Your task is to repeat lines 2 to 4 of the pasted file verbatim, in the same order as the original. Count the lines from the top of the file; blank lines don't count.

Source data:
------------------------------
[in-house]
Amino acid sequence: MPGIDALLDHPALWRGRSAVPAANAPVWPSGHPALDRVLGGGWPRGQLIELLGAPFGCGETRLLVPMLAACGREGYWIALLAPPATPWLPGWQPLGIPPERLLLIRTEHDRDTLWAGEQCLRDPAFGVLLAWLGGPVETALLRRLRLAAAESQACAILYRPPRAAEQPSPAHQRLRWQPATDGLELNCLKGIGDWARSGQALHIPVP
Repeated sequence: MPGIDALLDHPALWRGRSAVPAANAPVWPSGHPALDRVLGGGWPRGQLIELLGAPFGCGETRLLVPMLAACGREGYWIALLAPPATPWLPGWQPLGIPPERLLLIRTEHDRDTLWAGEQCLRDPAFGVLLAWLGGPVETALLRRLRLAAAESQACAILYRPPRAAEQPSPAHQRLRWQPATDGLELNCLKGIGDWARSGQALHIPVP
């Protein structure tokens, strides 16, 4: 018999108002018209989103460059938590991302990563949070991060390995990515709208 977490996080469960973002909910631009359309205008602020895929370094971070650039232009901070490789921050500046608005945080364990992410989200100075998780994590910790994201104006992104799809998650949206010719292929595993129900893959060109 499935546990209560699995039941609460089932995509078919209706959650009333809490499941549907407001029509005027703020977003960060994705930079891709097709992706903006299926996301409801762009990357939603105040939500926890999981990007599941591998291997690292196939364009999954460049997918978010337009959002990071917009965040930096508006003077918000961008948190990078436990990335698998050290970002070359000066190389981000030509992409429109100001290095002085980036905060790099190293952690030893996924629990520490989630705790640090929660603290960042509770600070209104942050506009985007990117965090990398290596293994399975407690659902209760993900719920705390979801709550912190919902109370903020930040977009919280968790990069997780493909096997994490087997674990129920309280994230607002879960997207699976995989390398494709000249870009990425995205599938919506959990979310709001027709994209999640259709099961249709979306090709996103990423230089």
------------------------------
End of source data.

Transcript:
Amino acid sequence: MPGIDALLDHPALWRGRSAVPAANAPVWPSGHPALDRVLGGGWPRGQLIELLGAPFGCGETRLLVPMLAACGREGYWIALLAPPATPWLPGWQPLGIPPERLLLIRTEHDRDTLWAGEQCLRDPAFGVLLAWLGGPVETALLRRLRLAAAESQACAILYRPPRAAEQPSPAHQRLRWQPATDGLELNCLKGIGDWARSGQALHIPVP
Repeated sequence: MPGIDALLDHPALWRGRSAVPAANAPVWPSGHPALDRVLGGGWPRGQLIELLGAPFGCGETRLLVPMLAACGREGYWIALLAPPATPWLPGWQPLGIPPERLLLIRTEHDRDTLWAGEQCLRDPAFGVLLAWLGGPVETALLRRLRLAAAESQACAILYRPPRAAEQPSPAHQRLRWQPATDGLELNCLKGIGDWARSGQALHIPVP
């Protein structure tokens, strides 16, 4: 018999108002018209989103460059938590991302990563949070991060390995990515709208 977490996080469960973002909910631009359309205008602020895929370094971070650039232009901070490789921050500046608005945080364990992410989200100075998780994590910790994201104006992104799809998650949206010719292929595993129900893959060109 499935546990209560699995039941609460089932995509078919209706959650009333809490499941549907407001029509005027703020977003960060994705930079891709097709992706903006299926996301409801762009990357939603105040939500926890999981990007599941591998291997690292196939364009999954460049997918978010337009959002990071917009965040930096508006003077918000961008948190990078436990990335698998050290970002070359000066190389981000030509992409429109100001290095002085980036905060790099190293952690030893996924629990520490989630705790640090929660603290960042509770600070209104942050506009985007990117965090990398290596293994399975407690659902209760993900719920705390979801709550912190919902109370903020930040977009919280968790990069997780493909096997994490087997674990129920309280994230607002879960997207699976995989390398494709000249870009990425995205599938919506959990979310709001027709994209999640259709099961249709979306090709996103990423230089």